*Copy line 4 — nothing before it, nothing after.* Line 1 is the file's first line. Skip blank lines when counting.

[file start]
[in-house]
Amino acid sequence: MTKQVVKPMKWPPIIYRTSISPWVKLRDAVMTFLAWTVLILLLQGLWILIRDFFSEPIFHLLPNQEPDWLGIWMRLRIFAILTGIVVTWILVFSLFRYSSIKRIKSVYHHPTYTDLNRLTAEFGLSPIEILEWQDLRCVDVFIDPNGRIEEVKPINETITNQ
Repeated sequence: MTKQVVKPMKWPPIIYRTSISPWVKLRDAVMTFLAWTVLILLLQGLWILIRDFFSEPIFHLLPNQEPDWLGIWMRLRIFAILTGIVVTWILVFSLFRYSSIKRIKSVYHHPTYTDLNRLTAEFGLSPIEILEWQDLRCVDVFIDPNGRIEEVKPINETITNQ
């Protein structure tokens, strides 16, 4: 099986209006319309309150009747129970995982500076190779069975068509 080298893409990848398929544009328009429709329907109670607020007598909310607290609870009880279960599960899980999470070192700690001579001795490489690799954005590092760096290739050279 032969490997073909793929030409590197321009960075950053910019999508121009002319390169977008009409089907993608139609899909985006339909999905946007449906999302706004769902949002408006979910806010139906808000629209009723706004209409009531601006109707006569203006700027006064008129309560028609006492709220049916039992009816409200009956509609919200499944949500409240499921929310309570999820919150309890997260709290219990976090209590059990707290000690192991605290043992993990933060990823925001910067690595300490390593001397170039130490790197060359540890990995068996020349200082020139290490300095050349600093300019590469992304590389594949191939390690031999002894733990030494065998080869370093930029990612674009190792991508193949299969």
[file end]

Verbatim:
């Protein structure tokens, strides 16, 4: 099986209006319309309150009747129970995982500076190779069975068509 080298893409990848398929544009328009429709329907109670607020007598909310607290609870009880279960599960899980999470070192700690001579001795490489690799954005590092760096290739050279 032969490997073909793929030409590197321009960075950053910019999508121009002319390169977008009409089907993608139609899909985006339909999905946007449906999302706004769902949002408006979910806010139906808000629209009723706004209409009531601006109707006569203006700027006064008129309560028609006492709220049916039992009816409200009956509609919200499944949500409240499921929310309570999820919150309890997260709290219990976090209590059990707290000690192991605290043992993990933060990823925001910067690595300490390593001397170039130490790197060359540890990995068996020349200082020139290490300095050349600093300019590469992304590389594949191939390690031999002894733990030494065998080869370093930029990612674009190792991508193949299969």